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Oil vs. Water for Cleaning Natural Stones

post #1 of 13
Thread Starter 

I found this and thought to share it since this has been discussed before.  It is directed towards knife sharpening but I paste it here mainly for the cleaning technigue, not the honing.

 

We recommend using a light based oil to lubricate the stones.  A light mineral or petroleum oil, should be used during the honing process. You can use water, but the honing oil should then be used to clean the stones. Honing oil does more than serve as a lubricant. Honing oil suspends the steel shavings and prevents them from clogging the pores of the whetstone. Whetstones should be cleaned after use by rubbing a liberal amount of Honing oil on the stone and wiping the excess away with a clean cloth. You may also clean the stone by placing it in a dish washer to help clean it up. Do not use a Cooking Oil, for it can clog the pores in the stone and ruin it from sharpening knives.

post #2 of 13

Doc, the fluids for diamond stones seem to be alcohol based.  Any difference?
 

post #3 of 13

Personally I would stay away from oils.. any kind of. Sure it might be good for stones, but no matter how thin layer you put on stone, sooner or later this thing will end on base of your ski. And last thing you want on base of ski, is some oil.

post #4 of 13

I have some Holmenkol oil, but I mostly just use water. I can't really tell a difference.

post #5 of 13
Thread Starter 

Cirquerider: The function of the fluids for diamond stones is two-fold: 1. to whisk away metal; 2. to dissipate heat generated by friction (the excess heat contributes to the early demise of the stone).  The reason for using 50/50 alcohol/water is that it dries faster.

 

Regarding the original post...  As I stated the point was not to use oil in the honing of edges, to clarify it was that I have been asked by customers how to clean a stone that was gummed up with grime to try to restore it.

 

Quote:
Originally Posted by Cirquerider View Post

Doc, the fluids for diamond stones seem to be alcohol based.  Any difference?
 

post #6 of 13

Does it really matter if it's clean or not?  Mine is all black, but still seems to work.  

post #7 of 13
Quote:
Originally Posted by sibhusky View Post

Does it really matter if it's clean or not?  Mine is all black, but still seems to work.  

 

Wouldn't anything in the pores change the grit?  Make it smoother.  If nothing else, not consistant. 

 

 

That brings us to "What is good enough and what am I doing just because it makes me feel better?"

post #8 of 13

Well, the Arkansas stone is extremely smooth and is my last polish anyway, so not sure that loss of grit is a concern at that point so much.  

post #9 of 13
Quote:
Originally Posted by L&AirC View Post

 

Wouldn't anything in the pores change the grit?  Make it smoother.  If nothing else, not consistant. 

 

You're assuming that it stays in the pores, instead of being lifted out through buoyancy and capillary action mechanisms to create a cutting slurry.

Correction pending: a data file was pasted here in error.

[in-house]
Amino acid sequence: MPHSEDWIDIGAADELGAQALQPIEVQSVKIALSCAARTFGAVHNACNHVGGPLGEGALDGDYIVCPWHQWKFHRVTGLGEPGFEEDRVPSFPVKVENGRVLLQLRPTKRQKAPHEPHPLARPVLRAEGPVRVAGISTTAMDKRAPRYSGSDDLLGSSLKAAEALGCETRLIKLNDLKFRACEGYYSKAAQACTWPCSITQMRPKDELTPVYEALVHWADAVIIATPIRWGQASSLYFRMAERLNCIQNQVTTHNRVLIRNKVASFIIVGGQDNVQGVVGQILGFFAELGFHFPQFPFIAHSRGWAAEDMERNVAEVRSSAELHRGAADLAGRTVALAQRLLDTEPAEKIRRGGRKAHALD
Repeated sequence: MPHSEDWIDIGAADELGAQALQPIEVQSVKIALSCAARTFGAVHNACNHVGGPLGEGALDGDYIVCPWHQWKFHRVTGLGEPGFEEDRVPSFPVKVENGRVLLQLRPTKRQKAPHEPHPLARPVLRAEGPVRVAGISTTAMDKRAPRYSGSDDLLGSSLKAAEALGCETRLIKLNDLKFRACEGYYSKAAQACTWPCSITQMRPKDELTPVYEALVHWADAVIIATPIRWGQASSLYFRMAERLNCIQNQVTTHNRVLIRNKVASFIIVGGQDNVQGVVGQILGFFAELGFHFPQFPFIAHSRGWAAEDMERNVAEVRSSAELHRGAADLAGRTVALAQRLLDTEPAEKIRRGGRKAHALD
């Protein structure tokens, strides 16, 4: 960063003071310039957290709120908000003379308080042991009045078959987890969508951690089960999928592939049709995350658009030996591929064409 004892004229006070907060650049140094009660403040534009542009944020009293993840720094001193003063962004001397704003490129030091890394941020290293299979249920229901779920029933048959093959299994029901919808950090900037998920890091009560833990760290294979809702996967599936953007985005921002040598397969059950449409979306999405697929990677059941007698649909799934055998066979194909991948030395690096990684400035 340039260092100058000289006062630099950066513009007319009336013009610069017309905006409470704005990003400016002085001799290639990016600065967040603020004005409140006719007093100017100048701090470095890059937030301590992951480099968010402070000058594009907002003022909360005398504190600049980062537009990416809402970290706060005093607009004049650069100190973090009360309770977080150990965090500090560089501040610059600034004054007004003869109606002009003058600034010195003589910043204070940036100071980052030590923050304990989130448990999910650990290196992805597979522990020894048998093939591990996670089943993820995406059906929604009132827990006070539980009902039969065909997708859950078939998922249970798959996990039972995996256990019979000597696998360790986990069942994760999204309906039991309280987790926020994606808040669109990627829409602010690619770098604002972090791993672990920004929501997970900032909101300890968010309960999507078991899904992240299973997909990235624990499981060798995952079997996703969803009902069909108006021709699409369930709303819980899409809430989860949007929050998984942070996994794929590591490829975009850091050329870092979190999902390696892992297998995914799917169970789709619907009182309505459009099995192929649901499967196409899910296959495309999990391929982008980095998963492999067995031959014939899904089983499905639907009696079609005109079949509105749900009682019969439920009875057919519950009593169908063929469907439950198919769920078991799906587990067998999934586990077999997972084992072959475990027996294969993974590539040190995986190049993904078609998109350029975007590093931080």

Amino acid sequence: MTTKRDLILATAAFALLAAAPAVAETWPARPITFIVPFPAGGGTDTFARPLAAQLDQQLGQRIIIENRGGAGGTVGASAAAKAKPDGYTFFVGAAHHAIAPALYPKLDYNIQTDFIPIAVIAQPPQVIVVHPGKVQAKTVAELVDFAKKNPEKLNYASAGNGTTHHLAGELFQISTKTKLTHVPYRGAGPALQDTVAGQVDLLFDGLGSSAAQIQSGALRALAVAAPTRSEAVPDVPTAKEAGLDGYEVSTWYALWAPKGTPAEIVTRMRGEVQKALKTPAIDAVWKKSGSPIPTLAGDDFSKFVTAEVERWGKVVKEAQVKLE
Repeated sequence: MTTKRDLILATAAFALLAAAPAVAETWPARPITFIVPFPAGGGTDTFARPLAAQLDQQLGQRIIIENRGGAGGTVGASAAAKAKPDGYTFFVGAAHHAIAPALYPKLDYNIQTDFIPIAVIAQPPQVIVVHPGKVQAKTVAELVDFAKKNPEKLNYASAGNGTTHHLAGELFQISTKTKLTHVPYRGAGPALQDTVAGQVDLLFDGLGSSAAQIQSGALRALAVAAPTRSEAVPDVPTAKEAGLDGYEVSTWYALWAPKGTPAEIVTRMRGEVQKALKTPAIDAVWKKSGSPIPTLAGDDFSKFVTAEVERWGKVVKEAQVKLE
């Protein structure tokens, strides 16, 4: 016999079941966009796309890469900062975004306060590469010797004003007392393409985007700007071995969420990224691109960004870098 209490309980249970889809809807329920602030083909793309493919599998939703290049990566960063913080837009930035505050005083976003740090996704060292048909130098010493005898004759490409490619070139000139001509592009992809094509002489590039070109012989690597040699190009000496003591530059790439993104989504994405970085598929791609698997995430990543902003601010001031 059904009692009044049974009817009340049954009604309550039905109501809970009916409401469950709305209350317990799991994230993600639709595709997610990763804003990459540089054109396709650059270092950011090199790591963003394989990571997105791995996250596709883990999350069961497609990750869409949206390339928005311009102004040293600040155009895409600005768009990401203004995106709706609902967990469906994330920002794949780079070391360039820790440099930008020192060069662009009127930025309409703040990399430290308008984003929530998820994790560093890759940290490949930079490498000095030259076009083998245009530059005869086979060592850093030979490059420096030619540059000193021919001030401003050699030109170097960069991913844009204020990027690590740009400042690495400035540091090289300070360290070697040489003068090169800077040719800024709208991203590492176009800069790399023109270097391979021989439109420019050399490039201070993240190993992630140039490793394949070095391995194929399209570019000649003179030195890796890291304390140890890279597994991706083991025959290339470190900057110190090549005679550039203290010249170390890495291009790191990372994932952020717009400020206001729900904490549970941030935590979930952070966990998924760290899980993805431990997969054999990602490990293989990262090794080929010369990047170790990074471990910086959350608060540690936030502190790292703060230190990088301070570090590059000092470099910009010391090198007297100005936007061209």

With a slurry, proving 'not consistent'  would require showing that more particle matter is lost to gravity drip or being flung off than is created during the same time by abrasive action -

 

and if you show that, then the cutting action has the wonderfully desirable quality of being self-stopping when a specific degree of smoothing has been reached.

post #10 of 13
Quote:
Originally Posted by sibhusky View Post

Well, the Arkansas stone is extremely smooth and is my last polish anyway, so not sure that loss of grit is a concern at that point so much.  

 

For some reason I thought your were talking about diamond stone and not Arkansas.  Not sure if it changes the accuracy of my answer based on what cantunamunch wrote.

post #11 of 13
Quote:
Originally Posted by L&AirC View Post

Quote:
Originally Posted by sibhusky View Post

Well, the Arkansas stone is extremely smooth and is my last polish anyway, so not sure that loss of grit is a concern at that point so much.  

 

For some reason I thought your were talking about diamond stone and not Arkansas.  Not sure if it changes the accuracy of my answer based on what cantunamunch wrote.

The topic is about cleaning natural stones.

post #12 of 13
Quote:
Originally Posted by sibhusky View Post

The topic is about cleaning natural stones.

 

Yup.  However, in post 5, diamond stones was mentioned.  I thought (for some unknown reason other than being a wackadoodle) that you were still talking about them and not back on topic.

post #13 of 13
Thread Starter 

On a surface level a diamond stone is a flat plain studded with sharp rocky spires. Conversely a natural stone is a flat surface erratically scored by canyons & pores.  If the pores are how the stone performs its function, then clogging the pores decreases its effectiveness.


Edited by Doctor D - 9/13/12 at 7:51pm
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